London 6 June, 2022 – It’s not just about Partygate, the scandal which distanced the wider electorate from Boris Johnson. Economic crisis and unbearable cost of living are plunging British people in poverty and raised distrust into the Tories over the last months.
Loss of key seats in the last local elections to opposition Labour made clear to the Conservatives that Johnson can’t lead the party to victory at next general elections in 2024. With trust in his leadership at lowest level and Keir Starmer significative advance, Tories found today that minimum level of agreement resulting into what the British state TV called “substantial rebellion”, though MPs did not manage to oust the contested leader.
With 40% of Party support lost, a majority of 80 MPs over the opposition, and of 63 MPs within the Tory party, he might not survive the end of the year. Some MPs of his own party said probably Conservatives will have a new leader before the end of the year’s party conference.
The party is as split as British electorate: Tory 33% to Labour 39%. With such a disastrous majority, whose corruption, regressive and repressive laws, liberticide bills raised concerns even beyond UK borders ”any other opposition leader ‘would be 20 points ahead”, that’s the mot circulating outside Westminster when talking about Starmer.
If opposition were stronger, Britain wouldn’t be in this position today: twelve years of the worst ever leadership led the most advanced economy in Europe below the bar of basic democratic standards.
It’s not just a matter of unlawful parties and Covid rules breach, though this is morally relevant and impacted general trust in the government. Structural irreversible changes for worse have been inflicted to present and new generations in Britain: university and housing made systemically unaffordable, induced and propagandistic racism and xenophobia, widespread corruption from cash for content to the media for political support to million pounds wasted in contracts for orders of wrong Covid PPE.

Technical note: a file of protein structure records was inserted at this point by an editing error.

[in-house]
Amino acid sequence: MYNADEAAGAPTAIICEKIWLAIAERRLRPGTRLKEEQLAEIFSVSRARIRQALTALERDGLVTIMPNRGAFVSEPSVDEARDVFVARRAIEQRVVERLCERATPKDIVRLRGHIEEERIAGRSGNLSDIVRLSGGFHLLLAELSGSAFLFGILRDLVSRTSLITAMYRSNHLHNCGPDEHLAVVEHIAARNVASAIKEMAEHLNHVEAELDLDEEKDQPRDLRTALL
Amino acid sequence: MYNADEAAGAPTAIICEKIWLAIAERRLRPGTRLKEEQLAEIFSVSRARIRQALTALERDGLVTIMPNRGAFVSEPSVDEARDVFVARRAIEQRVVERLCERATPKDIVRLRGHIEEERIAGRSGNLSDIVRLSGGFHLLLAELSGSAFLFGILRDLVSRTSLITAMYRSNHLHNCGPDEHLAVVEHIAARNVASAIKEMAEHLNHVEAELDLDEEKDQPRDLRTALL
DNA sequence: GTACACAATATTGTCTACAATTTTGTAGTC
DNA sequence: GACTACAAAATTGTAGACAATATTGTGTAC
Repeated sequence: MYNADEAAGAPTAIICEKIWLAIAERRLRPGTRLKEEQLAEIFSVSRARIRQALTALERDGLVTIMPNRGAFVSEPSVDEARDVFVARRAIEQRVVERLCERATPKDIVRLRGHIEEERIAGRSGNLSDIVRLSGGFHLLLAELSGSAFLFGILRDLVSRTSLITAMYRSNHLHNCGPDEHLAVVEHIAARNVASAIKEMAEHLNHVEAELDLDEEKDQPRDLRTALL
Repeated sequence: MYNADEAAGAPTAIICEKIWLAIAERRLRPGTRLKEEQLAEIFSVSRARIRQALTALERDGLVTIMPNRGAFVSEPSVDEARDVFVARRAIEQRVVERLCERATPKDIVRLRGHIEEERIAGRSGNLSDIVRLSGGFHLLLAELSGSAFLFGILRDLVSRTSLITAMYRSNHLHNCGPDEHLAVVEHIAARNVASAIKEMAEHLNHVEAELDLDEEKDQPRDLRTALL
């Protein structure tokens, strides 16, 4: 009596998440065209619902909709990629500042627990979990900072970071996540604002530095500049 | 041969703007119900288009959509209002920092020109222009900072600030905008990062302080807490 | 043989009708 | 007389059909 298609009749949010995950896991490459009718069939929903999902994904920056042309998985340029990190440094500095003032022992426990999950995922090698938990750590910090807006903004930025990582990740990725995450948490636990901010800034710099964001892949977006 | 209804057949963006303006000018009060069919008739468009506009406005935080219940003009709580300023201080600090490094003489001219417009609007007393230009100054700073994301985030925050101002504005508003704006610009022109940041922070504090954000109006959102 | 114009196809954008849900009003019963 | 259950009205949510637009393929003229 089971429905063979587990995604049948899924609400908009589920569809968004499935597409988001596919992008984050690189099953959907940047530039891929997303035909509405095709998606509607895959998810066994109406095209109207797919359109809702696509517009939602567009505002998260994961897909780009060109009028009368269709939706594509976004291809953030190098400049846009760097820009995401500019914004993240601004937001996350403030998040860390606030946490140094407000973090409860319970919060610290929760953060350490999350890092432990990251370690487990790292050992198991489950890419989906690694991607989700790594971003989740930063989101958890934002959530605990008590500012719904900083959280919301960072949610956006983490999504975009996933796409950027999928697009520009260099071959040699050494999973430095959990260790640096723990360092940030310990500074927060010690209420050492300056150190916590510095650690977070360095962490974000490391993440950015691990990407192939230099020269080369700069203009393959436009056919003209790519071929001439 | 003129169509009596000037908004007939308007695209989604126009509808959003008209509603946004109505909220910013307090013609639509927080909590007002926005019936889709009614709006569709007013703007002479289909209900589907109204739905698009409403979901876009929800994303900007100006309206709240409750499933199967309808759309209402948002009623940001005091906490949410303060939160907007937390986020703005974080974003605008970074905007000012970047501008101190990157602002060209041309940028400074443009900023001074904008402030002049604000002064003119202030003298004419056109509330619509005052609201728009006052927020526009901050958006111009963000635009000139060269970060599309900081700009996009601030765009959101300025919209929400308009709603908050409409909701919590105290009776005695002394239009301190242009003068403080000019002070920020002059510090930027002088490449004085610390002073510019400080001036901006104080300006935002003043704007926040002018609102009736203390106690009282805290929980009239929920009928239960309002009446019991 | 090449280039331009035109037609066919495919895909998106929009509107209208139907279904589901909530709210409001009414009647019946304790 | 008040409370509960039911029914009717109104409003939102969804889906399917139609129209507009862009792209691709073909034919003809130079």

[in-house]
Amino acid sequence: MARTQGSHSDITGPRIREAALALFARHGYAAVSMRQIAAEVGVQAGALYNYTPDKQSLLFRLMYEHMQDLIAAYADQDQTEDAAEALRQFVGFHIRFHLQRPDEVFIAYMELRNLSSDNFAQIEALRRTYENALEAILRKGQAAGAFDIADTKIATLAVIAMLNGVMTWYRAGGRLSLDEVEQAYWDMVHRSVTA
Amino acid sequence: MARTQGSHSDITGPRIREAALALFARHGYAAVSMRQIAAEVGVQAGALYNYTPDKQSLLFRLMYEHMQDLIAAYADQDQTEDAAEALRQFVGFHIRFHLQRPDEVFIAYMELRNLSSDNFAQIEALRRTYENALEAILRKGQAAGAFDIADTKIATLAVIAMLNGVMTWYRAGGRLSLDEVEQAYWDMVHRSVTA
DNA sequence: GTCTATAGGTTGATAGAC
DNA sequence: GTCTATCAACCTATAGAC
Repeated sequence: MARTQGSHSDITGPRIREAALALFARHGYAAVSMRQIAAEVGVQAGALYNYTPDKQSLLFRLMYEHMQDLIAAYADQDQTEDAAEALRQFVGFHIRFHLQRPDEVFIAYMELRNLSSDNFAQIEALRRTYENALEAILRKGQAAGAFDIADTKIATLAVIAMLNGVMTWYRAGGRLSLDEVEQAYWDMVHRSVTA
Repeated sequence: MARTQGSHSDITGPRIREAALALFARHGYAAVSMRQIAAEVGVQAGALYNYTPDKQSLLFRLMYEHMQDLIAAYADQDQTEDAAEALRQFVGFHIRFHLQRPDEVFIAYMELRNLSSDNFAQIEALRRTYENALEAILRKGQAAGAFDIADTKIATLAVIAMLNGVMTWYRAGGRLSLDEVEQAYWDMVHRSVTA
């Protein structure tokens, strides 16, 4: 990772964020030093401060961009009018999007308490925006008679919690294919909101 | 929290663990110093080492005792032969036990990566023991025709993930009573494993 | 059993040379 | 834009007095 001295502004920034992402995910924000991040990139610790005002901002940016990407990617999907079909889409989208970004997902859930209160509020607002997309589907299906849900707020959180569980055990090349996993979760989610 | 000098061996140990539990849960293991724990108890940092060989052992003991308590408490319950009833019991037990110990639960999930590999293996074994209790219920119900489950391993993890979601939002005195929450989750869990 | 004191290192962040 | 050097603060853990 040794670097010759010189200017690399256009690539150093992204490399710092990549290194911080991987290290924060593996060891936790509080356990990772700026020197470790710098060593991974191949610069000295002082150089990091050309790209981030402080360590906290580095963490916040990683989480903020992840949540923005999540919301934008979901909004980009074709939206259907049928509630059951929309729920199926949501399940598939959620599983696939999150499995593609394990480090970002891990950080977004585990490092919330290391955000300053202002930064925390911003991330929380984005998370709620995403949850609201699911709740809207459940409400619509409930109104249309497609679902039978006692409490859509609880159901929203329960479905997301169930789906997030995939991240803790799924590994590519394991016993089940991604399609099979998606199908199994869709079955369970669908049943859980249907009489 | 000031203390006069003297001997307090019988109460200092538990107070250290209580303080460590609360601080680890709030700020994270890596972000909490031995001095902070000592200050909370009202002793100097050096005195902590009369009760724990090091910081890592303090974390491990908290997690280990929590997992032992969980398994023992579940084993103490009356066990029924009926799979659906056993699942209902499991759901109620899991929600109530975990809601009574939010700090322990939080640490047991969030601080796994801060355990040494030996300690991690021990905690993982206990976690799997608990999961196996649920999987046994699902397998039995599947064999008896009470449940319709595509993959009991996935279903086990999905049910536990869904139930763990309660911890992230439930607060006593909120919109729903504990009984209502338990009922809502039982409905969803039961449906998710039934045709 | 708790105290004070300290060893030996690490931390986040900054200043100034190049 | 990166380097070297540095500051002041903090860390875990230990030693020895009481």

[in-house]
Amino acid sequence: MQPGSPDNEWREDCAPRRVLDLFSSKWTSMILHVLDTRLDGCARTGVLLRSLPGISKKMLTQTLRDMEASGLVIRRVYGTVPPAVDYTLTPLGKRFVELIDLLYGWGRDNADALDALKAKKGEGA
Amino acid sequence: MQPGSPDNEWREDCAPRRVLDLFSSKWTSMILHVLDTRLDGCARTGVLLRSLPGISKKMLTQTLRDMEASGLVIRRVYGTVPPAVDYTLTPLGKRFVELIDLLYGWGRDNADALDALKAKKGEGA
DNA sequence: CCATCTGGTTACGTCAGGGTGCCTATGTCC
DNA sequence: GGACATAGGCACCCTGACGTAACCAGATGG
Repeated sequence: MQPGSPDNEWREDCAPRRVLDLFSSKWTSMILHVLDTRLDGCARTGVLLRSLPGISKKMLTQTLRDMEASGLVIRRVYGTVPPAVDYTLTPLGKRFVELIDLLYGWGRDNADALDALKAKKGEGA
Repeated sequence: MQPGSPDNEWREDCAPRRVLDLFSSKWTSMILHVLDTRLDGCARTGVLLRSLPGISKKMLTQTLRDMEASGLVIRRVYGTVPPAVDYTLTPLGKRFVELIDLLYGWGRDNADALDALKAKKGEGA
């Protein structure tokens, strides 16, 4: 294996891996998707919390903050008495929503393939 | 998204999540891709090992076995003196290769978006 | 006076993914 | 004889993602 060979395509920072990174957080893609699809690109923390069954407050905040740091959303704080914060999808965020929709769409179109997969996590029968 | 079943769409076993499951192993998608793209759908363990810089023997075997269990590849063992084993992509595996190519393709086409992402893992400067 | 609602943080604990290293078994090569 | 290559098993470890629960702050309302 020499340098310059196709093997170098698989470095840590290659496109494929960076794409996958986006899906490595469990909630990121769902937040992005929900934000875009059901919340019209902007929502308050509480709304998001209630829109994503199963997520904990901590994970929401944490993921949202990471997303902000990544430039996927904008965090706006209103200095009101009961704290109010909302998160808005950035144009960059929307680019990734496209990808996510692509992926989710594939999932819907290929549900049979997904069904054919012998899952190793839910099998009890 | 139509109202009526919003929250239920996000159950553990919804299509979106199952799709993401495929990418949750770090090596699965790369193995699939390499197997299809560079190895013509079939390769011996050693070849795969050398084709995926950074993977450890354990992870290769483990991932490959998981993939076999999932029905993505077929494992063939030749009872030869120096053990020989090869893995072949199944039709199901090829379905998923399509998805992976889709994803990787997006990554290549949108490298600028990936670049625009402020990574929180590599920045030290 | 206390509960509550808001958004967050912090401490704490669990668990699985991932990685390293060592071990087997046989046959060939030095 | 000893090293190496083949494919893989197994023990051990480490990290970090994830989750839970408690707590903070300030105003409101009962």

Scaring laws such as the deportation in Rwanda of asylum seekers to process their visas and the upcoming Police, Crime, Sentencing and Courts Bill are the tragic symbols of a political leadership thriving only thanks to mediatic communication of strategic propaganda.
If they hold it’s only thanks to the weakness of the opposition who is not denouncing Tory attacks on every aspect of people’s life. Nearly all sectors of the society have been badly impacted and still the electorate supports a government led by a very wealthy elite who is impoverishing middle classes and using its own power against those who count nothing, who have nothing.
Though today Johnson’s power has been significantly reduced, still Tories hold. This happened because the ‘hard Tories’ closer to Johnson understand well that without the clownesque ability of Bojo to fool the less educated by disguising himself as ‘one of the people’, they won’t go far or last long even within their own party. Johnson’s supporters in the party are exactly those hard ultra-conservatives and hard-Brexiteers who are far away from ethics and any support for social justice, freedom, human rights and morality: if it wasn’t for Bojo’s sympathetic gaffes and incurable ‘compulsive lying’, they would have never moved past the Covid crisis.
They count on him as the only frontman who can make the show going on. Johnson was in fact a celebrity well before becoming PM, and well known to the public also for his role as Mayor of London. He is a mediatic personage, able to stand up to any opposition and crisis simply by putting the mask on. He is sympathetic and comes across as affordable to the public, even if he’s not, and he knows how to give people the illusion that even the poorest, those socially excluded who cannot afford entering in touch with the upper class, can interact with him, they feel close to him.
Starmer is exactly the opposite: serious, high level, strong legal background, high profile career, former head of CPS, he comes across like an authority, he stands out the crowd: he inspires social envy to the many who can’t afford anything anymore. The vast electorate feels the social distance, a gap they would never fill. Though the Labour Party in deeds is on the side of the haves not, these feel not represented by the left, when in reality they actually are and they would be at government level if the Labour were in charge.
It’s all about representation and media. That’s why Johnson’s supporters in the party keep him: the blond sympathetic, fatty Bri’ish brings votes. Who would ever vote the Tories if the leader was Rees Mogg, Sunak, Patel, Javid, Truss?
Media say this government’s days in power are counted. It might well be, but that 33% to 39% distance Cons to Lab in the polls is the real issue Britain will face within one year or, hopefully, earlier.